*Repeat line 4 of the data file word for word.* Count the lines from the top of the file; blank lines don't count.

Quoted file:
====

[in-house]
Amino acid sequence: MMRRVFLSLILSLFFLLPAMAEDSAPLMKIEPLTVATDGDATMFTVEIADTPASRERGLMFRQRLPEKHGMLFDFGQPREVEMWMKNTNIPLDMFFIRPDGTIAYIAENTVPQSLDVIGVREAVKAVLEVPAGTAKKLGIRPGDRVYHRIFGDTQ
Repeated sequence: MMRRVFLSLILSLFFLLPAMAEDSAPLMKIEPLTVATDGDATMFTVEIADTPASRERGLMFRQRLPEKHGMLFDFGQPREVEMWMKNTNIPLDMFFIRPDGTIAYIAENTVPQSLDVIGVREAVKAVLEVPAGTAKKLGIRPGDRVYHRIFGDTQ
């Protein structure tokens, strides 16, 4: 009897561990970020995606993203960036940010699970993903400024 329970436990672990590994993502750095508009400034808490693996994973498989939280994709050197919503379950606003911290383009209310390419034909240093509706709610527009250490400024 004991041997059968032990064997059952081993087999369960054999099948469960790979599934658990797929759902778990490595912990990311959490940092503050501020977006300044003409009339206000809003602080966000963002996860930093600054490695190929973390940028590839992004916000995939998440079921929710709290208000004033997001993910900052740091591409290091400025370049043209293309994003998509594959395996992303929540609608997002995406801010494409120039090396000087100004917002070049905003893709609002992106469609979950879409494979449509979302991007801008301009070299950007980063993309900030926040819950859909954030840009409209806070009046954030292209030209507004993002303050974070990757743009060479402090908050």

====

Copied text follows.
């Protein structure tokens, strides 16, 4: 009897561990970020995606993203960036940010699970993903400024 329970436990672990590994993502750095508009400034808490693996994973498989939280994709050197919503379950606003911290383009209310390419034909240093509706709610527009250490400024 004991041997059968032990064997059952081993087999369960054999099948469960790979599934658990797929759902778990490595912990990311959490940092503050501020977006300044003409009339206000809003602080966000963002996860930093600054490695190929973390940028590839992004916000995939998440079921929710709290208000004033997001993910900052740091591409290091400025370049043209293309994003998509594959395996992303929540609608997002995406801010494409120039090396000087100004917002070049905003893709609002992106469609979950879409494979449509979302991007801008301009070299950007980063993309900030926040819950859909954030840009409209806070009046954030292209030209507004993002303050974070990757743009060479402090908050």